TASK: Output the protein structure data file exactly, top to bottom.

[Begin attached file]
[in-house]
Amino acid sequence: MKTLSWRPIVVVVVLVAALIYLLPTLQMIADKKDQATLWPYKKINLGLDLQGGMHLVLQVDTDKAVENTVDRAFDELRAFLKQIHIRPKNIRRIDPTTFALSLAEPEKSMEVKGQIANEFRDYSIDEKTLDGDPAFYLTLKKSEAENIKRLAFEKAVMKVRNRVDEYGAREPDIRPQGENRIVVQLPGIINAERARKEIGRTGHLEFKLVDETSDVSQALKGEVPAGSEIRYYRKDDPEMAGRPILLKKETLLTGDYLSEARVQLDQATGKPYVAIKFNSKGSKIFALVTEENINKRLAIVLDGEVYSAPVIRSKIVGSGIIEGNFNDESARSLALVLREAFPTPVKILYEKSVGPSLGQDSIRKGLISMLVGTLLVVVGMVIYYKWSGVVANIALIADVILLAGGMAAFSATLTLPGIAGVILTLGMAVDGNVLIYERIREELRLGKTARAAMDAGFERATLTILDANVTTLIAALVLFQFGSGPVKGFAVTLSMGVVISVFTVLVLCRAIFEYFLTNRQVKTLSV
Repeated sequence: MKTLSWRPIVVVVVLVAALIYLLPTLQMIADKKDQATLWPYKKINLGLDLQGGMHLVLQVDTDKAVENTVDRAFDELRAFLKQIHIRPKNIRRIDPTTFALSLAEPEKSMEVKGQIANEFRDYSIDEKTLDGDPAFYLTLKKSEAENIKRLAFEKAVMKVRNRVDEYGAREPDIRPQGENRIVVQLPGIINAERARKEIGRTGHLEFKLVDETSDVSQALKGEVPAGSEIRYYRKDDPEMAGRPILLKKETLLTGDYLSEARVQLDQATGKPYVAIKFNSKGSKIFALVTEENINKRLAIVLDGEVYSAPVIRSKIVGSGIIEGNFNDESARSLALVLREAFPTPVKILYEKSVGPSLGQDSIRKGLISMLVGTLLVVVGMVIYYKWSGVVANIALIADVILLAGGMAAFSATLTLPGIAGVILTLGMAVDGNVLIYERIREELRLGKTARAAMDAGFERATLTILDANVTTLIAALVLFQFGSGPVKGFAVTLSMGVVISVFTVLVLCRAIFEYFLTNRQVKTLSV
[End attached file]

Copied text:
[in-house]
Amino acid sequence: MKTLSWRPIVVVVVLVAALIYLLPTLQMIADKKDQATLWPYKKINLGLDLQGGMHLVLQVDTDKAVENTVDRAFDELRAFLKQIHIRPKNIRRIDPTTFALSLAEPEKSMEVKGQIANEFRDYSIDEKTLDGDPAFYLTLKKSEAENIKRLAFEKAVMKVRNRVDEYGAREPDIRPQGENRIVVQLPGIINAERARKEIGRTGHLEFKLVDETSDVSQALKGEVPAGSEIRYYRKDDPEMAGRPILLKKETLLTGDYLSEARVQLDQATGKPYVAIKFNSKGSKIFALVTEENINKRLAIVLDGEVYSAPVIRSKIVGSGIIEGNFNDESARSLALVLREAFPTPVKILYEKSVGPSLGQDSIRKGLISMLVGTLLVVVGMVIYYKWSGVVANIALIADVILLAGGMAAFSATLTLPGIAGVILTLGMAVDGNVLIYERIREELRLGKTARAAMDAGFERATLTILDANVTTLIAALVLFQFGSGPVKGFAVTLSMGVVISVFTVLVLCRAIFEYFLTNRQVKTLSV
Repeated sequence: MKTLSWRPIVVVVVLVAALIYLLPTLQMIADKKDQATLWPYKKINLGLDLQGGMHLVLQVDTDKAVENTVDRAFDELRAFLKQIHIRPKNIRRIDPTTFALSLAEPEKSMEVKGQIANEFRDYSIDEKTLDGDPAFYLTLKKSEAENIKRLAFEKAVMKVRNRVDEYGAREPDIRPQGENRIVVQLPGIINAERARKEIGRTGHLEFKLVDETSDVSQALKGEVPAGSEIRYYRKDDPEMAGRPILLKKETLLTGDYLSEARVQLDQATGKPYVAIKFNSKGSKIFALVTEENINKRLAIVLDGEVYSAPVIRSKIVGSGIIEGNFNDESARSLALVLREAFPTPVKILYEKSVGPSLGQDSIRKGLISMLVGTLLVVVGMVIYYKWSGVVANIALIADVILLAGGMAAFSATLTLPGIAGVILTLGMAVDGNVLIYERIREELRLGKTARAAMDAGFERATLTILDANVTTLIAALVLFQFGSGPVKGFAVTLSMGVVISVFTVLVLCRAIFEYFLTNRQVKTLSV